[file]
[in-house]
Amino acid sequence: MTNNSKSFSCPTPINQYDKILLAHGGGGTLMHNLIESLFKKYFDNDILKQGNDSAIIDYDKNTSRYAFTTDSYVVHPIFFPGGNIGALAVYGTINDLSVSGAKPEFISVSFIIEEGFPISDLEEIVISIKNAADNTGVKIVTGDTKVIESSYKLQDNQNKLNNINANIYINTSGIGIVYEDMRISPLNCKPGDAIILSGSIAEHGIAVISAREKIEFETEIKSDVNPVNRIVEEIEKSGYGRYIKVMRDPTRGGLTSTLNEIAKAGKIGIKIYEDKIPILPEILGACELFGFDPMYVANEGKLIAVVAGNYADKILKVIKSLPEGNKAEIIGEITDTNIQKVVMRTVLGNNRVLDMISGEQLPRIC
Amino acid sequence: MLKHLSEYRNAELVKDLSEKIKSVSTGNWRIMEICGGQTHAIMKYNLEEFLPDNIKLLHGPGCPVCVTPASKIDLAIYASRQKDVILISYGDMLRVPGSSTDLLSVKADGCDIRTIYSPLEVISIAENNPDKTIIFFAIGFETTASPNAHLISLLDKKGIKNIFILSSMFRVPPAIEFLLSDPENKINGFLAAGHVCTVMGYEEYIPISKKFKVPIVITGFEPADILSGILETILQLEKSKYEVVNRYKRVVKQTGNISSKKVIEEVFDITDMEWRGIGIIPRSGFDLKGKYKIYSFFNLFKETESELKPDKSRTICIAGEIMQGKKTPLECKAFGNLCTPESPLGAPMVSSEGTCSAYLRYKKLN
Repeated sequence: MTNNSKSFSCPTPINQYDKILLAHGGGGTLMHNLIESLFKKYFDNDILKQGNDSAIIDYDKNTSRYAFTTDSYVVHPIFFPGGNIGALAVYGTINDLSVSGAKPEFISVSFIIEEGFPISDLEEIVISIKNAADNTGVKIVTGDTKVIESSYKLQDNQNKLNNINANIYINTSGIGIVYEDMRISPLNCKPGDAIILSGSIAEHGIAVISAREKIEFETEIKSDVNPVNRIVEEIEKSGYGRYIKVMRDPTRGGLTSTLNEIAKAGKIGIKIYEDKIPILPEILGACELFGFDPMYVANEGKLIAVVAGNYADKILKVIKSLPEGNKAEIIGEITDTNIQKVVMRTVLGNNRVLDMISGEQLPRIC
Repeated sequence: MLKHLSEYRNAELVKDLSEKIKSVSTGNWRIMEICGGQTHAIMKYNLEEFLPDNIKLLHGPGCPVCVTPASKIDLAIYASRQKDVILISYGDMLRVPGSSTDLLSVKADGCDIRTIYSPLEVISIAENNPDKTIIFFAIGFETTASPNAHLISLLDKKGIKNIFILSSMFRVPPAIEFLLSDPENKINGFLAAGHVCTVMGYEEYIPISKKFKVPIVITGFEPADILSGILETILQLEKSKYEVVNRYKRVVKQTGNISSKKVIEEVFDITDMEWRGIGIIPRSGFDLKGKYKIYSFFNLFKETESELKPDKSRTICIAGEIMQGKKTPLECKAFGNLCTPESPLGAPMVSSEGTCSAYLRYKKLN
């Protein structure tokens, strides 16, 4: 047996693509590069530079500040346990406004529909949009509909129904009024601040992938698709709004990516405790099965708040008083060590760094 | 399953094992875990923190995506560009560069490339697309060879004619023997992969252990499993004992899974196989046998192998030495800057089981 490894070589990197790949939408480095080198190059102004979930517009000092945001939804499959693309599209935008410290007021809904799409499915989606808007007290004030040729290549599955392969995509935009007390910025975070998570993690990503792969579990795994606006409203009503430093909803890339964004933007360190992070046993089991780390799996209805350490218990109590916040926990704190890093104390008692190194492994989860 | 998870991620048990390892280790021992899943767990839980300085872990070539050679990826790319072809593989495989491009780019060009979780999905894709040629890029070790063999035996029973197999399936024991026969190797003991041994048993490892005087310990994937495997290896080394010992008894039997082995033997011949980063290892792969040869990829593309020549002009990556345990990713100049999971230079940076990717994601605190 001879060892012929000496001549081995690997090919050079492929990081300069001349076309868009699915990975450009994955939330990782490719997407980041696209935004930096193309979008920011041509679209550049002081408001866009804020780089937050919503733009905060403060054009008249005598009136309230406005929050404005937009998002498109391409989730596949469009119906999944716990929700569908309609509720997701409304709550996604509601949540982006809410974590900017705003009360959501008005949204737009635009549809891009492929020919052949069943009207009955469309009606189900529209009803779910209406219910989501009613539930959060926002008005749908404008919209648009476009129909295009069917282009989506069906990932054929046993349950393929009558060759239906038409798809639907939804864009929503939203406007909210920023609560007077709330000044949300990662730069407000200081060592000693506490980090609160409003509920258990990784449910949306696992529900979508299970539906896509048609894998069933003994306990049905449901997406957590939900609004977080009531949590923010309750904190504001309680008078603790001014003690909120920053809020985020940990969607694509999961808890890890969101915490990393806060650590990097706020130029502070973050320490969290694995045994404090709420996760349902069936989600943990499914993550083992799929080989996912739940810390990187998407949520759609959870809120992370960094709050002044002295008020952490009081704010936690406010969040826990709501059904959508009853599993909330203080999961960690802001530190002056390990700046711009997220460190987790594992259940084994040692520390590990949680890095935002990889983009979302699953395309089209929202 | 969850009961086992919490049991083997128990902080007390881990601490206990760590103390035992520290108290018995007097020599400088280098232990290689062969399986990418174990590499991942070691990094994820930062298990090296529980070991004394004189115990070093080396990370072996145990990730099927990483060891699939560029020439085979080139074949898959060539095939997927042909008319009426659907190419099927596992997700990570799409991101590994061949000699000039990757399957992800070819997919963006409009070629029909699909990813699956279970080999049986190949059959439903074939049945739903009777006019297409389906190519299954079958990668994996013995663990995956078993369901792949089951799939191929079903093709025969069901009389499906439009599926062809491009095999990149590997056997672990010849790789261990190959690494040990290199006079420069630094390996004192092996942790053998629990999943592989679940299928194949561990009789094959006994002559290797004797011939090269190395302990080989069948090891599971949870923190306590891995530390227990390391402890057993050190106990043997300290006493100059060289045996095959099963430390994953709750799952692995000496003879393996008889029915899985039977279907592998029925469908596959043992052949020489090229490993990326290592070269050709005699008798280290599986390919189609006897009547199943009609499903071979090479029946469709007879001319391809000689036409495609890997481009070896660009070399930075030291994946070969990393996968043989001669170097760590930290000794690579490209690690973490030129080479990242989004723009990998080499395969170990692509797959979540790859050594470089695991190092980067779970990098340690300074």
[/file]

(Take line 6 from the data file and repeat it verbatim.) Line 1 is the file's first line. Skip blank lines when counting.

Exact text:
């Protein structure tokens, strides 16, 4: 047996693509590069530079500040346990406004529909949009509909129904009024601040992938698709709004990516405790099965708040008083060590760094 | 399953094992875990923190995506560009560069490339697309060879004619023997992969252990499993004992899974196989046998192998030495800057089981 490894070589990197790949939408480095080198190059102004979930517009000092945001939804499959693309599209935008410290007021809904799409499915989606808007007290004030040729290549599955392969995509935009007390910025975070998570993690990503792969579990795994606006409203009503430093909803890339964004933007360190992070046993089991780390799996209805350490218990109590916040926990704190890093104390008692190194492994989860 | 998870991620048990390892280790021992899943767990839980300085872990070539050679990826790319072809593989495989491009780019060009979780999905894709040629890029070790063999035996029973197999399936024991026969190797003991041994048993490892005087310990994937495997290896080394010992008894039997082995033997011949980063290892792969040869990829593309020549002009990556345990990713100049999971230079940076990717994601605190 001879060892012929000496001549081995690997090919050079492929990081300069001349076309868009699915990975450009994955939330990782490719997407980041696209935004930096193309979008920011041509679209550049002081408001866009804020780089937050919503733009905060403060054009008249005598009136309230406005929050404005937009998002498109391409989730596949469009119906999944716990929700569908309609509720997701409304709550996604509601949540982006809410974590900017705003009360959501008005949204737009635009549809891009492929020919052949069943009207009955469309009606189900529209009803779910209406219910989501009613539930959060926002008005749908404008919209648009476009129909295009069917282009989506069906990932054929046993349950393929009558060759239906038409798809639907939804864009929503939203406007909210920023609560007077709330000044949300990662730069407000200081060592000693506490980090609160409003509920258990990784449910949306696992529900979508299970539906896509048609894998069933003994306990049905449901997406957590939900609004977080009531949590923010309750904190504001309680008078603790001014003690909120920053809020985020940990969607694509999961808890890890969101915490990393806060650590990097706020130029502070973050320490969290694995045994404090709420996760349902069936989600943990499914993550083992799929080989996912739940810390990187998407949520759609959870809120992370960094709050002044002295008020952490009081704010936690406010969040826990709501059904959508009853599993909330203080999961960690802001530190002056390990700046711009997220460190987790594992259940084994040692520390590990949680890095935002990889983009979302699953395309089209929202 | 969850009961086992919490049991083997128990902080007390881990601490206990760590103390035992520290108290018995007097020599400088280098232990290689062969399986990418174990590499991942070691990094994820930062298990090296529980070991004394004189115990070093080396990370072996145990990730099927990483060891699939560029020439085979080139074949898959060539095939997927042909008319009426659907190419099927596992997700990570799409991101590994061949000699000039990757399957992800070819997919963006409009070629029909699909990813699956279970080999049986190949059959439903074939049945739903009777006019297409389906190519299954079958990668994996013995663990995956078993369901792949089951799939191929079903093709025969069901009389499906439009599926062809491009095999990149590997056997672990010849790789261990190959690494040990290199006079420069630094390996004192092996942790053998629990999943592989679940299928194949561990009789094959006994002559290797004797011939090269190395302990080989069948090891599971949870923190306590891995530390227990390391402890057993050190106990043997300290006493100059060289045996095959099963430390994953709750799952692995000496003879393996008889029915899985039977279907592998029925469908596959043992052949020489090229490993990326290592070269050709005699008798280290599986390919189609006897009547199943009609499903071979090479029946469709007879001319391809000689036409495609890997481009070896660009070399930075030291994946070969990393996968043989001669170097760590930290000794690579490209690690973490030129080479990242989004723009990998080499395969170990692509797959979540790859050594470089695991190092980067779970990098340690300074």